Friday, July 3, 2015

Hidden Treasures at Andalusia Farm

Do you enjoy a walk through the woods, discovering new and interesting places, solving a puzzle or how about a treasure hunt? If so you may like Geocaching. What is Geocaching? Simply put, geocaching is a real-world treasure hunt using GPS (Global Positioning System) satellites, and Andalusia Farm has several of these treasures on-site!

It all started in May, 2000 when the US government removed “Selective Availability” from global positioning satellites. This meant all civilian GPS units became far more accurate. Before the month was out a GPS enthusiast hid a container in Oregon and posted the coordinates on a website and said “Go find it” and they did. Since then geocaching has grown by leaps and bounds.There are now more than two and a half million geocaches hidden all around the world. Some are on high mountain tops some in the sea but most are more accessible in the woods, parks, or even in the city.There are over six million active geocachers hunting for them. The chances are good that you have walked right by a cache. Caches are never buried but often well disguised and cleverly hidden.

What is a cache? Basically it is a hidden container with a log sheet. The cache is owned and maintained by the cache owner who is a member of The owner acquires permission to hide the cache, writes up the description for the cache page and sends it to a reviewer who publishes the page on the geocaching website.

A cache can be any size. Popular cache containers are ammo boxes, plastic Lock-Lock boxes and pill bottle sized containers. There are tiny ones no bigger than a small bullet. Regardless the size all cache containers contain a log sheet that the finder dates and signs with his or her user name. Many are disguised as rocks, bird houses, logs - the list goes on. Creative cachers can come up with very challenging cache containers that are puzzles to open. Larger cache containers contain “swag” - trinkets that can be traded equally.

There are several types of caches. Puzzle caches require you to break a code, do some math, and maybe Google some answers to questions before solving for the coordinates. Earth caches have no containers at all. The coordinates take you to a location where some interesting geological formation can be found. You must answer questions based on your observations. Other caches take you to historic sites or monuments. A complete list of cache types can be found on the website.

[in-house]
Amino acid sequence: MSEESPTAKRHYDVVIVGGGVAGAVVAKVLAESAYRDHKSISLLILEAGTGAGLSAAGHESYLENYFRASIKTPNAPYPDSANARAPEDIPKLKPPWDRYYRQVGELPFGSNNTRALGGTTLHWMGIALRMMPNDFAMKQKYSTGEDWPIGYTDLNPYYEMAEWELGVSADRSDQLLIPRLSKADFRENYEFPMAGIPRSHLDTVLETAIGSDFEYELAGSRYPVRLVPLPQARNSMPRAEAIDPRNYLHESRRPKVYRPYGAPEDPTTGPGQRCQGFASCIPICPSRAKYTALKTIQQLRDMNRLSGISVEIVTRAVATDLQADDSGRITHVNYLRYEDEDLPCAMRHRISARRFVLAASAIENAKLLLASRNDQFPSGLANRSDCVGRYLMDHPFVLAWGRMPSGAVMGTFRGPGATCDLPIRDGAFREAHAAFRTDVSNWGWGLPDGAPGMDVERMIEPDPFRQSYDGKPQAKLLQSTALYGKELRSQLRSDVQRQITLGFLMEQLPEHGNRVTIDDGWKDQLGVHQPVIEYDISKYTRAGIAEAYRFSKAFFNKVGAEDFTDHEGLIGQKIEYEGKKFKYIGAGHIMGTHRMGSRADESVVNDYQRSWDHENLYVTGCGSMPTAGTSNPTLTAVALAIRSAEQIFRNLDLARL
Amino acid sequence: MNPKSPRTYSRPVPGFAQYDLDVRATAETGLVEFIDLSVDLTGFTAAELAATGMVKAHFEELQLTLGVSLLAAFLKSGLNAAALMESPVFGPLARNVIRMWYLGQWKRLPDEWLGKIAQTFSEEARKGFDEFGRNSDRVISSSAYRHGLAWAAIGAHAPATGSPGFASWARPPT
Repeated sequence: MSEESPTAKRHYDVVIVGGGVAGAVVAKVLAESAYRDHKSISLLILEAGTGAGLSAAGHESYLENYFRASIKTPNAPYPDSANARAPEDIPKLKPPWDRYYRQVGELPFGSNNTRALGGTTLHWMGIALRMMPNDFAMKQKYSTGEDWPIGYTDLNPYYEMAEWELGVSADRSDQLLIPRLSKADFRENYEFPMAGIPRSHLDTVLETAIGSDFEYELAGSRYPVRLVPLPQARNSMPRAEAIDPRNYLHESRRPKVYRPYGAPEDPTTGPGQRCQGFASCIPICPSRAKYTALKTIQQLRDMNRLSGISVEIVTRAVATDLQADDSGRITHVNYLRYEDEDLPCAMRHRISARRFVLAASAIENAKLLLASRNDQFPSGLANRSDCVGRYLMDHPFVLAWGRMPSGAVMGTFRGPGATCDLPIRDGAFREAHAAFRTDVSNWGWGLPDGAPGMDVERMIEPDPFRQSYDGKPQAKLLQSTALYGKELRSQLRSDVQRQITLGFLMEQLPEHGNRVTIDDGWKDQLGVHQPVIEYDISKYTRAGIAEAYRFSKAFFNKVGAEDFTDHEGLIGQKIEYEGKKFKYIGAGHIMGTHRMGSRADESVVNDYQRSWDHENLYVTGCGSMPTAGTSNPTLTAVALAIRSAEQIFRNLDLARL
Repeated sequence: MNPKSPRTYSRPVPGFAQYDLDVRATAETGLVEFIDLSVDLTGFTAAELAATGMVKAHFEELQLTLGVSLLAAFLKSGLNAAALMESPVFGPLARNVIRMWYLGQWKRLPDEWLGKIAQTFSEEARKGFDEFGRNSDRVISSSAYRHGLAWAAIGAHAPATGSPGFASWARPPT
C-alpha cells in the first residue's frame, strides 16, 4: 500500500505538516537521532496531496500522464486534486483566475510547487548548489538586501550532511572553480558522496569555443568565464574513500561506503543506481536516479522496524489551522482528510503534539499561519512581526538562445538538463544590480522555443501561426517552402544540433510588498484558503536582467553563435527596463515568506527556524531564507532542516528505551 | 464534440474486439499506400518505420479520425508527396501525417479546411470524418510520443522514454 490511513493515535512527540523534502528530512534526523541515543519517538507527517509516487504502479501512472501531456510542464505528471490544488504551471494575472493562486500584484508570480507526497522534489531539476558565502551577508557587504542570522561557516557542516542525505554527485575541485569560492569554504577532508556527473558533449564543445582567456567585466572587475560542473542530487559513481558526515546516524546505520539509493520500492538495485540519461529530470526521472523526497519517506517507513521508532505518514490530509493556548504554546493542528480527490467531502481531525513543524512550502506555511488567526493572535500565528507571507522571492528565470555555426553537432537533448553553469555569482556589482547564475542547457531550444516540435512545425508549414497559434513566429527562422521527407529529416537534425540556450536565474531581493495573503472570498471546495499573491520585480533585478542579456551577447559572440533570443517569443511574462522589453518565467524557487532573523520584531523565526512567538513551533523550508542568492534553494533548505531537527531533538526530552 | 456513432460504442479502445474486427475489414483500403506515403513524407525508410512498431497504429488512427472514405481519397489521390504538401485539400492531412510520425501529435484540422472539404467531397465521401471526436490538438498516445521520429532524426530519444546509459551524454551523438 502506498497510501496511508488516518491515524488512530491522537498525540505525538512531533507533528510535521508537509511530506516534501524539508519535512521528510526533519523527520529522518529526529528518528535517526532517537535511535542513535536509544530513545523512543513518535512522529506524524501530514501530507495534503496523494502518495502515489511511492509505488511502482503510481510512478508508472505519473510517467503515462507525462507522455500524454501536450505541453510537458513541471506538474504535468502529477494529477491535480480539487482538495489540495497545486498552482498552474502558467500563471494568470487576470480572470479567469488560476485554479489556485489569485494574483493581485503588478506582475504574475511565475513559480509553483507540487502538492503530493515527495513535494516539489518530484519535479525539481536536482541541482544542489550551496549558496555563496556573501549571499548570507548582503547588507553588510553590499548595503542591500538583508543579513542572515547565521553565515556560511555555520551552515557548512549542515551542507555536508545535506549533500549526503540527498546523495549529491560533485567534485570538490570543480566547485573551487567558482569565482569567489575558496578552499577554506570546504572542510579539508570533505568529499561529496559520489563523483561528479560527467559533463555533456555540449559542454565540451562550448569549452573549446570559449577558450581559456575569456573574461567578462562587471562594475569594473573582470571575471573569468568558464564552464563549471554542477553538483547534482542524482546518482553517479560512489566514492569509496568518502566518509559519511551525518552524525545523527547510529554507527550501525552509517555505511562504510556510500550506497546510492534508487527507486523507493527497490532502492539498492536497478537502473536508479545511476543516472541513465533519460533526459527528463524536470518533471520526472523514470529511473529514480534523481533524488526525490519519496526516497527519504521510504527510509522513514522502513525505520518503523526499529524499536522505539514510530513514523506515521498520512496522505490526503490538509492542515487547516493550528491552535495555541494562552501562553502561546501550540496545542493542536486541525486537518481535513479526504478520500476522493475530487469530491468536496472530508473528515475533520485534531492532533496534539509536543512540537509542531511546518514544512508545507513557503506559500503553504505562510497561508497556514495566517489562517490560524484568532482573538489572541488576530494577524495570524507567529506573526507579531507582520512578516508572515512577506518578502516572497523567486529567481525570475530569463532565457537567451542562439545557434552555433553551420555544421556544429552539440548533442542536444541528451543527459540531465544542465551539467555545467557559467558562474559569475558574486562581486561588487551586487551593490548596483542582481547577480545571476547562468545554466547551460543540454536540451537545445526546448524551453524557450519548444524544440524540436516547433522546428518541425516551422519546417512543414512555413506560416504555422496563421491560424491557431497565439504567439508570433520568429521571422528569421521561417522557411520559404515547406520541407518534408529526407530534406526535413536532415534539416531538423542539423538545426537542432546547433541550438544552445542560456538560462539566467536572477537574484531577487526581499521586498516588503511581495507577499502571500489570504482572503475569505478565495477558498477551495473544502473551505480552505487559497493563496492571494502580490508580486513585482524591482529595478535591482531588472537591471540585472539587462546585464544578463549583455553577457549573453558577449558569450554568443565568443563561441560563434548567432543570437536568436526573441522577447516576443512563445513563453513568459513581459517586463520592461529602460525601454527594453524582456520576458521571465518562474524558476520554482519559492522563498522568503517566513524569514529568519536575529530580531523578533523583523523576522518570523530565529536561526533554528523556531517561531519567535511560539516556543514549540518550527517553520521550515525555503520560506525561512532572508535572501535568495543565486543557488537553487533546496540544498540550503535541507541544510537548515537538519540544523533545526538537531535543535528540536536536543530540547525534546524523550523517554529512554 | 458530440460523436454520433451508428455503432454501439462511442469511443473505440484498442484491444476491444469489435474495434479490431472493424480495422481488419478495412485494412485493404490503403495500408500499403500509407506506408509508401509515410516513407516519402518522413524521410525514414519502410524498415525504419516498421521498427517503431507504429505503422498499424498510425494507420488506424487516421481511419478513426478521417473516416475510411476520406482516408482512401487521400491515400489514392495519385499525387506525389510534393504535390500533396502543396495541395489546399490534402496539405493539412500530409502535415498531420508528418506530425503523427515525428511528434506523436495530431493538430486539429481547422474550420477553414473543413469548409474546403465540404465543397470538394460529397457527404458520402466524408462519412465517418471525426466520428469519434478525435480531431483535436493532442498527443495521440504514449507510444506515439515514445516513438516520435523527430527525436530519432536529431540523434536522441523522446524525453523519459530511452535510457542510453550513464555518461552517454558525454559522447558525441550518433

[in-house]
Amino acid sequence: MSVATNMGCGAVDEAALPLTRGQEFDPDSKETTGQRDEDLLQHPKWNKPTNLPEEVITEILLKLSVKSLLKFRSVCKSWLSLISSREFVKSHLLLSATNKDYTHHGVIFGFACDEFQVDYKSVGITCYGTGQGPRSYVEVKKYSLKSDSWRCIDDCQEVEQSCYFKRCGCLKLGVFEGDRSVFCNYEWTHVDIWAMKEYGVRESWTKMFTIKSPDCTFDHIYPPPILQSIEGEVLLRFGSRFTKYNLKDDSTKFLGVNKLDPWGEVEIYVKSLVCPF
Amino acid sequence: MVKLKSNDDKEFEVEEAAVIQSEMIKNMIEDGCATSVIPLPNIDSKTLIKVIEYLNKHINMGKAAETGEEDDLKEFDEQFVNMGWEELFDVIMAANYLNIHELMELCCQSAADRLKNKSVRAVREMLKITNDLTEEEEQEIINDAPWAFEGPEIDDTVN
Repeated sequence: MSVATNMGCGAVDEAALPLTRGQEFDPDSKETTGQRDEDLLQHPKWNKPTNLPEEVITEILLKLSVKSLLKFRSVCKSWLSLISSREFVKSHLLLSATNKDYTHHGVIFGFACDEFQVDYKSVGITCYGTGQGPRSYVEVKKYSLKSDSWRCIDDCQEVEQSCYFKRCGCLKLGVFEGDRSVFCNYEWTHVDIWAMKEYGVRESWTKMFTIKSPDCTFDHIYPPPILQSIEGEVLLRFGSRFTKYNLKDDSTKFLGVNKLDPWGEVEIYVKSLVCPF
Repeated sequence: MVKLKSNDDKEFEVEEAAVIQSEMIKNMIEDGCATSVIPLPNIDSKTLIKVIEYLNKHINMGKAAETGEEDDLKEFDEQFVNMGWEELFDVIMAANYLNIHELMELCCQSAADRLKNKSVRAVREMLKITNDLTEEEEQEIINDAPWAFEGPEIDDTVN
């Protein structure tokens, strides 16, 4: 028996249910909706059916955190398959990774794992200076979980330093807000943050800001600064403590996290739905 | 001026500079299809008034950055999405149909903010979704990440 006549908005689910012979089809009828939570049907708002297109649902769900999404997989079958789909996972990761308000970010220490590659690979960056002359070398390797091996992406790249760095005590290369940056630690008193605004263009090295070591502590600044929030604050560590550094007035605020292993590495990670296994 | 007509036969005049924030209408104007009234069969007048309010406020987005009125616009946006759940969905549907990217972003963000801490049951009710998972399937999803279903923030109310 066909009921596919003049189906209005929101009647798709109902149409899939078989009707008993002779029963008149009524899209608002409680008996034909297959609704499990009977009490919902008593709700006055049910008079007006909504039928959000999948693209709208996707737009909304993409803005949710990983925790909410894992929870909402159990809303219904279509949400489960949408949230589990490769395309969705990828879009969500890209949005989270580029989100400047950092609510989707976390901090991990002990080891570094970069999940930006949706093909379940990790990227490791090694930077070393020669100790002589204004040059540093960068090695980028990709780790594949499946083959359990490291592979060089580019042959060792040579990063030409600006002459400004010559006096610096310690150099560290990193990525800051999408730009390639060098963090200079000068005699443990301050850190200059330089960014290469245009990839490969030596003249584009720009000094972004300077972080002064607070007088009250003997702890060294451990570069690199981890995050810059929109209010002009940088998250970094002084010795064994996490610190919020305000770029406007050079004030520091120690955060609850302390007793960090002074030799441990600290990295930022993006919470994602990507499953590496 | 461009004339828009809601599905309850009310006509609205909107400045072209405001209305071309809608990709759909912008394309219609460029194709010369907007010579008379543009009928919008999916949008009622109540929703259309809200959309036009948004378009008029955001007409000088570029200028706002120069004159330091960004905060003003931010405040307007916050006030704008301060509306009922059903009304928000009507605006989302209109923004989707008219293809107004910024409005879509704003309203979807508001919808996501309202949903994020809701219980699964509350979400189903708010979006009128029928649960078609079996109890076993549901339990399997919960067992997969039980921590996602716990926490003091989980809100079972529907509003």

To play, geocachers log on and register at One’s username becomes the name that is used to sign logs sheets which are always in the cache. Once logged in you can enter your zip code, city or street address under “Play” on the website. A list of nearby caches will be provided as well as a map. Each cache has its own page listing coordinates, a map and description of area. There are codes to tell you what type of terrain to expect and how difficult it may be to find. Once a cache is found (or not found) the cacher logs his experiences on the cache page.

Geocachers use hand held GPS units or smartphones. There is a free app for iPhones that will get you started or a more sophisticated one for about $10.00. If using a handheld unit you enter the coordinates of a cache you have selected. The phone app will bring up nearby caches for you to find and includes a map showing the cache location and your current location.

Who geocaches? Families with children, retired couples, boy scouts to earn a badge and anyone else who enjoys the out of doors. There is a cache type for everyone.

Everyone caches for different reasons. For us it is about getting out in nature and having a challenging adventure. It is also the fun of discovering new places. It is finding covered bridges in Pennsylvania and Georgia, turning off the main road to find a postcard pretty town in New York, or learning about the Battle of Lake Erie during the War of 1812. We explored a remote kite-surfers hang out in Curacao and met other cachers on a cruise. We found an old firetruck hidden in downtown Milledgeville. Finding places we never knew existed is always a thrill.

We hid our first caches at Andalusia Farm. Andalusia fit our criteria as a good place to look for a cache. The farm is a safe place for families to cache. There is the Tobler Creek Nature Trail which meanders through beautiful woods filled with wildlife. There is the history of the Clines, mid-century farm life and Flannery O’Connor. The caches will bring people who did not know about Andalusia. Hopefully they will leave with a little knowledge of what Andalusia is all about and some new cache finds.

-- Mary Anne and Paul May (aka: AstoriaRose and MayTech) are avid geocachers, and volunteers at Andalusia Farm.

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